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Creating jobs and improving working conditions in Bangladesh’s garment industry
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Progress made by the UK aid-funded Responsible and Accountable Garment Sector (RAGS) Challenge Fund through partnership with major UK buyers.
On 16 November, Bank of Bangladesh Governor Dr Atiur Rehman and Vice President of the BGMEA Reaz Bin Mahmood joined DFID Bangladesh Country Representative Sarah Cooke at an event in Dhaka looking at how partnerships with buyers in the garment industry can help bring about much needed reform to the sector.
The UK aid-funded RAGS Challenge Fund (Responsible and Accountable Garment Sector) has been working in Bangladesh in partnership with major UK buyers, such as Tesco, Marks & Spencer and Mothercare, and NGOs. It has found practical ways to improve working conditions and safety in the garment sector. Better human resource management and communication between employees and managers can benefit owners, managers and worker alike – through productivity gains, increased pay and cuts to excessive overtime.
Speaking at the event, Sarah Cooke said, “The UK aid programme globally is putting more emphasis on supporting economic development and jobs. We know that a dynamic private sector drives job creation. Our approach to promoting economic development includes encouraging more investment from overseas and working directly with businesses. The RMG sector has brought about a radical social change in Bangladesh by providing large numbers of rural women with their own income and allowing them to contribute to family finances. Jobs in the garment sector have also provided an alternative to early marriage and potential access to healthcare and education.”
On the challenges that still beset the industry she commented, “I have visited and seen a number of garment factories in the last year and have learned at first-hand the wide range of factory conditions that exist here. While some factories are truly first-class, others are clearly sub-standard and pose real threats to the people who work in those premises. We must all combine our efforts to ensure that Bangladeshi workers do not face these extreme risks – and indeed can continue to make clothing that puts the country amongst world leaders, and in factory conditions that are safe, with reasonable working hours and a fair reward for their work.”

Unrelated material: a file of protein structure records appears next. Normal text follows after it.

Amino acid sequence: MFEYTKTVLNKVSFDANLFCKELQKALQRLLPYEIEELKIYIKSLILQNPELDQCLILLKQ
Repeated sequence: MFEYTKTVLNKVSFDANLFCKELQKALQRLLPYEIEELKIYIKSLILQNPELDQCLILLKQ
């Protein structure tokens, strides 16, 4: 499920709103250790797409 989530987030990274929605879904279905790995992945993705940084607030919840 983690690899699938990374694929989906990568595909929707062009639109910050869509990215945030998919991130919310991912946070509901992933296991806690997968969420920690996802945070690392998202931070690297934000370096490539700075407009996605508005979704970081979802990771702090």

Working with Impactt and buyers Arcadia, Marks & Spencer, Mothercare, New Look, Sainsbury’s and Tesco, RAGS has demonstrated that better pay and working conditions can go hand in hand with better productivity, as well as providing the tools and know-how to create change. In participating factories, daily efficiency and daily productivity increased by 18.28% and 17.07% respectively. Average monthly take-home pay increased by an average of 491 taka (7.63% – equivalent to an increase in annual pay of £3.4 million across the workers employed by participating factories).
A specialist management training centre supported by Tesco in partnership with RAGS has achieved a balance between reducing working hours and increasing pay by encouraging companies to introduce a production bonus. It is training mid-to-lower level factory management teams in world-leading efficiency and productivity techniques. In turn this will provide a sustainable platform to help support the long-term competitiveness of Bangladesh as a sourcing destination.
With ActionAid Bangladesh, RAGS has reached over 208,000 workers with basic training on labour laws as well as how to approach owners of factories to negotiate better working conditions. “The General Manager asked me to show him the overtime calculation and I confidently worked this out myself,” reported one worker who at first was neither aware of the overtime payments she was due nor how she would calculate her wages. The project has set up worker-management mediation committees, helped owners and managers understand the importance of compliance and gender-friendly workplaces, and promoted discussions about a living wage.
Through People Tree, RAGS has increased the efficiency of Bangladeshi fair trade organisations, by introducing individual producer workbooks, enhancing design and quality, and introducing joint procurement for yarns, leading to better profitability – for example through reduced chargeback due to delays (including airfreight) and creating the potential for longer-term income gains for producers. This is helping to increase the number of vulnerable people, mainly women, working under fair trade conditions.
Industry and development experts at the event also discussed the overall progress made by RAGS and how it complements Bangladesh’s national action plan, which UK aid is also supporting through £4.8m funding of an ILO project launched in October.
Over the past three years the RAGS Challenge Fund has acted as a stimulant and catalyst for sustained improvements in working conditions for vulnerable workers in the readymade garment industry in Bangladesh, India, Lesotho and Nepal. Nearly £3 million has been committed to support 11 projects that improve the working conditions of some 280,000 workers.
Further information about the programme can be found here